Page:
Insulin resistance occurs when the body doesn't respond as well to insulin. Insulin, a hormone, is made by the pancreas and allows the body to process glucose, the main type of sugar in the blood. When a person has insulin resistance, glucose is less able to enter the cells and supply energy to the body. Insulin resistance is a problem because it has been linked to the development of type 2 diabetes, as well as a number of other health problems including high blood pressure and heart disease.
In adults, having a lot of fat in the abdomen and a large waist size has been linked to insulin resistance. To help understand the risk of insulin resistance in kids, researchers from the University of Buenos Aires in Argentina studied 84 6- to 13-year-olds. The kids were weighed and had their heights and waist sizes measured. In addition, each child underwent blood tests, blood pressure measurements, and tests to measure the body's ability to process glucose.
Forty of the children in the study were overweight (in the 95th percentile or above in weight for height); 28 of the children in the study were at risk for overweight (between the 85th and 94th percentile in weight for height); and 16 of the children in the study were not overweight or at risk for overweight.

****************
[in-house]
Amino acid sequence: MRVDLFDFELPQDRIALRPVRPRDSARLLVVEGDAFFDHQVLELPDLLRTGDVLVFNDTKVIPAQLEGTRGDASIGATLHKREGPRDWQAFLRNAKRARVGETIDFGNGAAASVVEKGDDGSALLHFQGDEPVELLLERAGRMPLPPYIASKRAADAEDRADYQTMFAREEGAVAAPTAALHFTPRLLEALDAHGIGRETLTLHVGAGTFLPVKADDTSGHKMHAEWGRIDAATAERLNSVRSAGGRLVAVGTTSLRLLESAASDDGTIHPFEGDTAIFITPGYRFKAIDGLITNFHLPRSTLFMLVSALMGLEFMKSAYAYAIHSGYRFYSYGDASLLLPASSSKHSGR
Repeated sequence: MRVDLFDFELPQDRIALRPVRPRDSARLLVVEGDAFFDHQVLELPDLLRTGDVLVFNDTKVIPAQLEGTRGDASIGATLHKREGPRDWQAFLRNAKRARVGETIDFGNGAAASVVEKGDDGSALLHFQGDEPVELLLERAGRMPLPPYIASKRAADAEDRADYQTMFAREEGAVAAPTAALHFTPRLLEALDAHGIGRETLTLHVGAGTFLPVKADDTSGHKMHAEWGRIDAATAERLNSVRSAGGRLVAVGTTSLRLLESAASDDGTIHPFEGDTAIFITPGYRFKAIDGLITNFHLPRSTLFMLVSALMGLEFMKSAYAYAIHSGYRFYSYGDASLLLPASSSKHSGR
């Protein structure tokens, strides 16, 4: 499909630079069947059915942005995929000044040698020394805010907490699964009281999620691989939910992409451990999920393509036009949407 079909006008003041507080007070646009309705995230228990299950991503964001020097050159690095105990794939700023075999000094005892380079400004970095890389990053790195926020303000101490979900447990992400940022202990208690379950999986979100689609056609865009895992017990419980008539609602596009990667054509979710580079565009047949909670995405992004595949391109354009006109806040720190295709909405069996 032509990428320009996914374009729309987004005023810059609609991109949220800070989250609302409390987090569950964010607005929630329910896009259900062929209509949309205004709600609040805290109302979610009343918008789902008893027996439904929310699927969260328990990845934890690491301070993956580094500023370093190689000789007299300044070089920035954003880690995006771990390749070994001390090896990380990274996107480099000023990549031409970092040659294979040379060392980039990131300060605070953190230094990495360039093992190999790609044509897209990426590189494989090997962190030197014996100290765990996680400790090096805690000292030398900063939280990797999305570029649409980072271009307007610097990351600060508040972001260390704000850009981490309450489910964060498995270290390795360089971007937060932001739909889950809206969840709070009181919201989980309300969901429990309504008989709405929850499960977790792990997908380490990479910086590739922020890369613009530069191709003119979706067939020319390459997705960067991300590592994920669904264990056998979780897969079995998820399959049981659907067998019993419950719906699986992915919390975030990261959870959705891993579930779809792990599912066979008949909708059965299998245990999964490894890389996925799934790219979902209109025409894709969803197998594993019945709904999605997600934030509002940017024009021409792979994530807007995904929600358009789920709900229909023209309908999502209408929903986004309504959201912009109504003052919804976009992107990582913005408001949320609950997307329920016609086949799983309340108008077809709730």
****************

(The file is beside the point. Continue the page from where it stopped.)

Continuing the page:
Kids who had larger waistlines tended to have:
- higher blood pressure measurements
- abnormal cholesterol levels
- higher levels of triglycerides, another type of blood fat linked to heart disease
- a higher risk of insulin resistance
Even after the researchers took into account a kid's height and weight, children with larger waistlines still had a higher risk of insulin resistance.
What This Means to You: Insulin resistance has been linked to the development of type 2 diabetes and heart disease. According to the results of this study, waist measurements could help to identify kids at greater risk for developing insulin resistance.
Children who have insulin resistance are often overweight and may not get much physical activity, but the good news is that eating healthy foods and portion sizes, engaging in regular physical activity, and getting to a healthy weight may help some kids reverse their insulin resistance. If you have questions about your child's weight or insulin resistance, talk to your child's doctor. He or she may recommend that you talk to a registered dietitian if your child needs help managing his or her weight.
Source: Valeria Hirschler, MD; Claudio Arand, MS; Maria de Lujan Calcagno, MS; Gustavo Maccalini, MS; Mauricio Jadzinsky, MD; Archives of Pediatrics and Adolescent Medicine, August 2005
Reviewed by: Steven Dowshen, MD
Date reviewed: August 2005